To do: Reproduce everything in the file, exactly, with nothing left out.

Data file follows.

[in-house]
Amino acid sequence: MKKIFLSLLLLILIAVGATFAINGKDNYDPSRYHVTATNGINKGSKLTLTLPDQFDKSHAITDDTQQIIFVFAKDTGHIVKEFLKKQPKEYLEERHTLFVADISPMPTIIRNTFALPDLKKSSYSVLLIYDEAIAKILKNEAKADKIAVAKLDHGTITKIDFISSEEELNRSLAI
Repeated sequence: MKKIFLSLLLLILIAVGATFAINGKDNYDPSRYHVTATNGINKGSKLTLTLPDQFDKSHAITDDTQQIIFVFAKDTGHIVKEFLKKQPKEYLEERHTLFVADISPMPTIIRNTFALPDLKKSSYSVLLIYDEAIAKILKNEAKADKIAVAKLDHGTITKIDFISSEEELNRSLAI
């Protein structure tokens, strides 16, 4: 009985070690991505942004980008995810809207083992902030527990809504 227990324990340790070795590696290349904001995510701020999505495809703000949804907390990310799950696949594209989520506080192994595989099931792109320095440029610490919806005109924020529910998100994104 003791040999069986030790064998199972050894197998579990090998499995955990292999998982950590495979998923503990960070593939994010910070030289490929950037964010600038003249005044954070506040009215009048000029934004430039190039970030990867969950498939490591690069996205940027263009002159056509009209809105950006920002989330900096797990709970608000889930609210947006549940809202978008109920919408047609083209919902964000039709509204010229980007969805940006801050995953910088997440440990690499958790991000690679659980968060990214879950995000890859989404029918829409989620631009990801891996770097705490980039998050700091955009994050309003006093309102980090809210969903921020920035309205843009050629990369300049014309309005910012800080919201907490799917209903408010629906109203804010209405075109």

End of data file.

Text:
[in-house]
Amino acid sequence: MKKIFLSLLLLILIAVGATFAINGKDNYDPSRYHVTATNGINKGSKLTLTLPDQFDKSHAITDDTQQIIFVFAKDTGHIVKEFLKKQPKEYLEERHTLFVADISPMPTIIRNTFALPDLKKSSYSVLLIYDEAIAKILKNEAKADKIAVAKLDHGTITKIDFISSEEELNRSLAI
Repeated sequence: MKKIFLSLLLLILIAVGATFAINGKDNYDPSRYHVTATNGINKGSKLTLTLPDQFDKSHAITDDTQQIIFVFAKDTGHIVKEFLKKQPKEYLEERHTLFVADISPMPTIIRNTFALPDLKKSSYSVLLIYDEAIAKILKNEAKADKIAVAKLDHGTITKIDFISSEEELNRSLAI
């Protein structure tokens, strides 16, 4: 009985070690991505942004980008995810809207083992902030527990809504 227990324990340790070795590696290349904001995510701020999505495809703000949804907390990310799950696949594209989520506080192994595989099931792109320095440029610490919806005109924020529910998100994104 003791040999069986030790064998199972050894197998579990090998499995955990292999998982950590495979998923503990960070593939994010910070030289490929950037964010600038003249005044954070506040009215009048000029934004430039190039970030990867969950498939490591690069996205940027263009002159056509009209809105950006920002989330900096797990709970608000889930609210947006549940809202978008109920919408047609083209919902964000039709509204010229980007969805940006801050995953910088997440440990690499958790991000690679659980968060990214879950995000890859989404029918829409989620631009990801891996770097705490980039998050700091955009994050309003006093309102980090809210969903921020920035309205843009050629990369300049014309309005910012800080919201907490799917209903408010629906109203804010209405075109």